The Pattern of Violation Rule
Is it more effective enforcement or simply another regulatory morass?
by Laura E. Beverage and Michelle Witter
On Jan. 17, 2013, the Mine Safety and Health Administration (MSHA) released its final rule amending the existing regulations governing Pattern of Violations (POV), 30 C.F.R. Part 104. The final rule, which is slated to go into effect on March 25, 2013, basically tracks the rule proposed by MSHA for notice and comment, which means that the concerns of mine operators were essentially discounted by MSHA. If an operator is issued a POV notice, any subsequent violation characterized as “significant and substantial” (S&S) in the citation/order form will result in MSHA issuing a withdrawal order. The only way for an operator to terminate its POV status is if an MSHA inspection of the entire mine yields no S&S violations or if MSHA does not issue a withdrawal order within 90 days of the issuance of the POV notice. Clearly, the rule is one of the most onerous enforcement provisions available to MSHA.
According to the final rule, MSHA’s POV reviews will occur at least once a year and will consider the following general criteria:
• Citations for S&S violations;
• Section 104(b) failure to abate orders;
• Section 104(d) citations and withdrawal orders;
• Section 107(a) imminent danger orders;
• Section 104(g) failure to train orders;
• Enforcement orders other than § 104(e) that have been applied at the mine;
• Other information that demonstrates a serious safety or health management problem at the mine, such as:
– accident, injury, and illness records;
– lack of good faith in abatement of repeated S&S violations;
– repeated S&S violations of a particular standard or standards related to the same hazard;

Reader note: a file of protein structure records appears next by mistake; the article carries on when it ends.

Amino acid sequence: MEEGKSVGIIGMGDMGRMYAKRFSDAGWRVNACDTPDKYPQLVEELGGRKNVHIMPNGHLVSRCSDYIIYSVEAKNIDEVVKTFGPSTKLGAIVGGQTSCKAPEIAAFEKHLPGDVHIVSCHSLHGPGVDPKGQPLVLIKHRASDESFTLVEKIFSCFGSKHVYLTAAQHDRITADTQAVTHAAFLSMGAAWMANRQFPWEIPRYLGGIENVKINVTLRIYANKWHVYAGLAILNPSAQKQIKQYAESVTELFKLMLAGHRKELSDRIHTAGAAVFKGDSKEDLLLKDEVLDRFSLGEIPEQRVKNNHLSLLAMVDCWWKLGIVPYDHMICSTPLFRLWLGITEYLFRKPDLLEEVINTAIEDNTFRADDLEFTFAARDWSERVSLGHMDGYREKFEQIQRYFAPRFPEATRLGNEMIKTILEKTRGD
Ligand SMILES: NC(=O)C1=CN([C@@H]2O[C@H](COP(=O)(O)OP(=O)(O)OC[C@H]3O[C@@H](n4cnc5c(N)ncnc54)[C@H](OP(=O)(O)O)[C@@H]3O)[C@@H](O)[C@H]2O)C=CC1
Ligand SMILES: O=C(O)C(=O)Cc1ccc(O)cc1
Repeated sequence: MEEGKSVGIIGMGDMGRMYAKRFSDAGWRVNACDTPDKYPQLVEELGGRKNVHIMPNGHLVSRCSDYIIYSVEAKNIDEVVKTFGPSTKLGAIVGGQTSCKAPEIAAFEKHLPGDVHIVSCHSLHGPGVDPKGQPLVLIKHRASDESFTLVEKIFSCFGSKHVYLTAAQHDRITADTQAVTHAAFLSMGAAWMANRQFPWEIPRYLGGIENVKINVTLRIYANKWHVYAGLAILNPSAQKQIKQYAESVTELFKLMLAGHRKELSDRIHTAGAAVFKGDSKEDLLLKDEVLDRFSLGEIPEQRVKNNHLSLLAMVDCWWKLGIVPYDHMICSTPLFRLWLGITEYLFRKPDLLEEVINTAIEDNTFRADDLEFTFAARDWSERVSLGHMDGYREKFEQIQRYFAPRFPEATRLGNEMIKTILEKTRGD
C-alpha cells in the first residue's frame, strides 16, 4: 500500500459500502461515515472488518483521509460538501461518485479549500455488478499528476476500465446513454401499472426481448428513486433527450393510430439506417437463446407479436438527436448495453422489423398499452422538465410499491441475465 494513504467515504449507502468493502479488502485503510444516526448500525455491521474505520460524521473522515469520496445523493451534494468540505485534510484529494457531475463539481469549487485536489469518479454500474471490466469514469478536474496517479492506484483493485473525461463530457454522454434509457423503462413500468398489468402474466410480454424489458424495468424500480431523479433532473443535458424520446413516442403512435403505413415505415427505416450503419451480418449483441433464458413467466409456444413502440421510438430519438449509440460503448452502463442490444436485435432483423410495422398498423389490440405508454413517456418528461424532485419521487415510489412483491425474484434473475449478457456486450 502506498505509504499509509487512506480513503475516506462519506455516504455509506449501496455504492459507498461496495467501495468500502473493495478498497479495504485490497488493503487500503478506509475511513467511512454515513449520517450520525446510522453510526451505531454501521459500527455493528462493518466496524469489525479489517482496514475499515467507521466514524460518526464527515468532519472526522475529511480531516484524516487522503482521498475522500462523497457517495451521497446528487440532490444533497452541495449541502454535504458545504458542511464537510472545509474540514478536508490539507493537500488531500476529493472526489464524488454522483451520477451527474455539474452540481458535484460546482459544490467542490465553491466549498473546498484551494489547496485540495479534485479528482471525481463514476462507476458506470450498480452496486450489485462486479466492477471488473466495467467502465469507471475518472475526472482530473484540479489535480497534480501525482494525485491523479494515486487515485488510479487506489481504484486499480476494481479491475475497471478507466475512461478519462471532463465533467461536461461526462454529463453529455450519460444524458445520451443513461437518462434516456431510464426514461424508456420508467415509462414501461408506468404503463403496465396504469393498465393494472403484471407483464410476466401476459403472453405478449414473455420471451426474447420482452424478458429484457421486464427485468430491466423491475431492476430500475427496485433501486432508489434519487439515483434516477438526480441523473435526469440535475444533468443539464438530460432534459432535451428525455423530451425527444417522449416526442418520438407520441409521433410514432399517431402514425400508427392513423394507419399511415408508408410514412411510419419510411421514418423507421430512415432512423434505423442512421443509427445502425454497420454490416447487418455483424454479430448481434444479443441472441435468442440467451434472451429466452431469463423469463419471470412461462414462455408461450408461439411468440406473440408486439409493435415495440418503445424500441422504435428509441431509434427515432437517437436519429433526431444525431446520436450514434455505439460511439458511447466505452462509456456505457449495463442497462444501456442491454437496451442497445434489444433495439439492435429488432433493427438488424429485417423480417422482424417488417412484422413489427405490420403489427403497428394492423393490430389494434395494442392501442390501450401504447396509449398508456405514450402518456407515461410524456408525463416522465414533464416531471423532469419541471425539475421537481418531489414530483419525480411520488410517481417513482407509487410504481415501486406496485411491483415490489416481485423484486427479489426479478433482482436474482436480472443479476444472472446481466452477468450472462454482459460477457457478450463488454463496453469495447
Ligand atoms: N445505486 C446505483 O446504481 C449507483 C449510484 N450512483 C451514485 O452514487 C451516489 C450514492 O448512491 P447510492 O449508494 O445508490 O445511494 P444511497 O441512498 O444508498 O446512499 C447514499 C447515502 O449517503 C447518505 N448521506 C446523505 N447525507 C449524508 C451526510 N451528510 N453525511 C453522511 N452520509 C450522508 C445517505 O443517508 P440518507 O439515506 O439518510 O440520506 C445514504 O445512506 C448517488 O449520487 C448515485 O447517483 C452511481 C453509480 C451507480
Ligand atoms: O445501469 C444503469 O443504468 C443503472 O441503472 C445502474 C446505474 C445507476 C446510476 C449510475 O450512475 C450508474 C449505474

– knowing and willful S&S violations;
– citations and orders issued in conjunction with an accident; and
– S&S violations of health and safety standards that contribute to the cause of accidents and injuries.
• Mitigating circumstances.
One of the most hotly debated provisions in the new POV rule is the change from the consideration of final enforcement action to issued enforcement action in the POV review process. Thus, the decision to issue a POV notice may well be based on mere allegations rather than a final adjudication.
Another concern with the new POV rule is the elimination of the potential POV notice provision before a POV notice is issued. The provisions at current 30 C.F.R § 104.4 set out a clear process for meeting with the district manager before a POV notice is issued to review the basis for the issuance of a potential pattern notice and to develop a plan to reduce the number of S&S violations within clear, identified time frames to avoid the POV notice.
MSHA indicates in the preamble to the new rule that operators facing a POV notice may meet with MSHA’s district manager for the limited purpose of discussing discrepancies in the data used to support POV. The types of discrepancies open for discussion may include circumstances where a citation or order has been vacated or modified to non S&S as a result of contest, or where a violation has been entered into MSHA’s database in error. However, the time to request, schedule, and hold this meeting will not affect the 90 day schedule for abatement in the POV notice.